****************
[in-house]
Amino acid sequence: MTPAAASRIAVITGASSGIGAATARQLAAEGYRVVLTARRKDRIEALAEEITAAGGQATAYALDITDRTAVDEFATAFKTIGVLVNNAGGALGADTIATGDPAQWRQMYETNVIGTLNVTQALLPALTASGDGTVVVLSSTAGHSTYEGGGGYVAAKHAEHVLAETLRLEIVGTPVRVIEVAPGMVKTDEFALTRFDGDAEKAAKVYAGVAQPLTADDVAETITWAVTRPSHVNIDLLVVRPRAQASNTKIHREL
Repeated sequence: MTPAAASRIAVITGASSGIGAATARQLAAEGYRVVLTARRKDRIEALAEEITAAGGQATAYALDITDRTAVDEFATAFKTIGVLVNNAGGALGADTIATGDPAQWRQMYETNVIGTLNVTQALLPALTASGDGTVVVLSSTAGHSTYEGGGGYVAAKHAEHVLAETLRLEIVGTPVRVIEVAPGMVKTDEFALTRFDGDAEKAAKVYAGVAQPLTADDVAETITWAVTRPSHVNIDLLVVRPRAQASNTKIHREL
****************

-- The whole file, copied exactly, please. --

[in-house]
Amino acid sequence: MTPAAASRIAVITGASSGIGAATARQLAAEGYRVVLTARRKDRIEALAEEITAAGGQATAYALDITDRTAVDEFATAFKTIGVLVNNAGGALGADTIATGDPAQWRQMYETNVIGTLNVTQALLPALTASGDGTVVVLSSTAGHSTYEGGGGYVAAKHAEHVLAETLRLEIVGTPVRVIEVAPGMVKTDEFALTRFDGDAEKAAKVYAGVAQPLTADDVAETITWAVTRPSHVNIDLLVVRPRAQASNTKIHREL
Repeated sequence: MTPAAASRIAVITGASSGIGAATARQLAAEGYRVVLTARRKDRIEALAEEITAAGGQATAYALDITDRTAVDEFATAFKTIGVLVNNAGGALGADTIATGDPAQWRQMYETNVIGTLNVTQALLPALTASGDGTVVVLSSTAGHSTYEGGGGYVAAKHAEHVLAETLRLEIVGTPVRVIEVAPGMVKTDEFALTRFDGDAEKAAKVYAGVAQPLTADDVAETITWAVTRPSHVNIDLLVVRPRAQASNTKIHREL